By Chris Miller
Chris Miller Digital
SHAKER HEIGHTS — “In this multi-tasking radio world, who in the station should be responsible for online content?” That’s a question I got from a smart guy I used to work with. It’s a great question.
You need only two particularly strong people with this plan I’m going to give you. You may be surprised about who they are.
Set it Up
Who should handle your online content? Here are the staffing requirements for this focused plan:
- First, you need station management that supports this. The online target for site and social is your heavy listeners. That means that what goes up there should be about making them happy and feeling special, not just filling up space. Your website is valuable real estate. If the market manager won’t make this clear over and over, just forget about this.
- Because adding online content should be a limited, focused, manageable function if it’s done right, identify one person to handle it. That person should have good knowledge about what happens on the air, understands who the listeners are, and can write well. Notice that being a techie or an active tweeter isn’t necessarily part of the deal. Generally, this ends up being someone on the air staff, although it doesn’t have to be.
When it comes to online content, it’s easy to think you have a staffing problem or a time management problem or a resources problem, when what you really have is a crap problem. There’s stuff on your site that is irrelevant to your station and is keeping people from finding what they DO want to find there. Your social media is probably influenced more by what everyone else is doing in social media, rather than what will cause your biggest fans to love you all the more.
Let me help you get crap-free and focused on results for 2014.
Here are the elements of your successful plan: The right target … the right content … and the right execution.
Your target is simple. It’s whatever your station target is, narrowed down to your heaviest users. So, it’s “25-49-year-old women who like country and listen to us at least an hour a day.” Or, “Men 25-54 who are classic rock fans and listen to us more than any other station.”
Here’s the key to your content. Don’t worry about the stuff that everyone else posts. You’re not a friend; you’re their favorite radio station. No matter your format, I would identify three things you can give them each day based on what you are already doing. Those are the posts you make on Facebook. That’s all you need. Too much social media activity is worse than not enough.
If you run a contest “in the 3:00 pm hour,” tell them on Facebook exactly when it’ll happen. If you carry Rush, let them know what he’ll be talking about that day. If you add a current by a hot artist, post the video. If your morning show has a big topic planned, post it on Facebook the day before, and start fishing for responses. If you’re stuck for a topic, ask them for feedback on something you’re already doing.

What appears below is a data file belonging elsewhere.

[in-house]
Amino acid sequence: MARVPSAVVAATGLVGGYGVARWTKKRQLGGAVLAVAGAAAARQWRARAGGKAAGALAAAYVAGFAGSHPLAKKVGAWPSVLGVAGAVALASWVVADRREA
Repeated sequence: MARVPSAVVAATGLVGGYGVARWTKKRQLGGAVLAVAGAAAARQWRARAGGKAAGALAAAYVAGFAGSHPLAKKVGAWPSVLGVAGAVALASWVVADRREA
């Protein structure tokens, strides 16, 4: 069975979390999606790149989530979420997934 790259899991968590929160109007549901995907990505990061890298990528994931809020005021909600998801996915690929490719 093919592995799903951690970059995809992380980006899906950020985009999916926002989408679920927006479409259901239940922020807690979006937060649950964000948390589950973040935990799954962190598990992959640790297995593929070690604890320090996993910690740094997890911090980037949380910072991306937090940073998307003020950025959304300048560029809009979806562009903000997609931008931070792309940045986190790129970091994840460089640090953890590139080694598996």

If you’re tight on time, Facebook is the only social network you really need to be on. Twitter is great, if you have the time, but I find it’s more labor-intensive than Facebook, with questionable results. Here are some all-purpose Facebook execution tips: Create those three posts a day by scheduling them in advance, at times when your followers are likely to be online. Strive to include a photo and a link with everything you post (remember, a lot of those links can go back to your own website). Ask questions when it makes sense to. Write as little as possible, avoid jock-ese and marketing jargon.
What you write should be short and punchy enough so that they read your post before they read their best friend’s post. Their best friend is your competition on Facebook.
Stick with this narrow approach, and just see what happens. It may feel uncomfortable at first to not share all the stuff you used to share. Over time, your big fans will learn that you are committed to being special. What other radio station has a Facebook feed with valuable, exclusive information? You will be a trail blazer.
You will sometimes need the PD, GSM or promotion director to step in at times and say “NO” to off-message ideas. You may also have corporate-created crap that you need to move out of the way when you can. Still, this plan should keep web duties down under an hour a day for all concerned.
Finally, remember you’re not doing this just to get lots of followers and clicks. You’re doing this to find the right people and give them a special experience. You want to create an unbreakable bond with your biggest fans. Yeah, the numbers are small. This is your loyal customer base. This is your frequent flyer program. So don’t get caught up on how many people follow you, or click “Like” on your posts. Those Likes and clicks are important only to the extent that they get you to your goal of listeners for life.
Comments and questions are welcome, and my contact info is below.
Chris Miller, owner of Chris Miller Digital, is a leading radio consultant specializing in research-based strategic planning and smart use of digital media. He can be phoned at 216-236-3955 or emailed at email@example.com.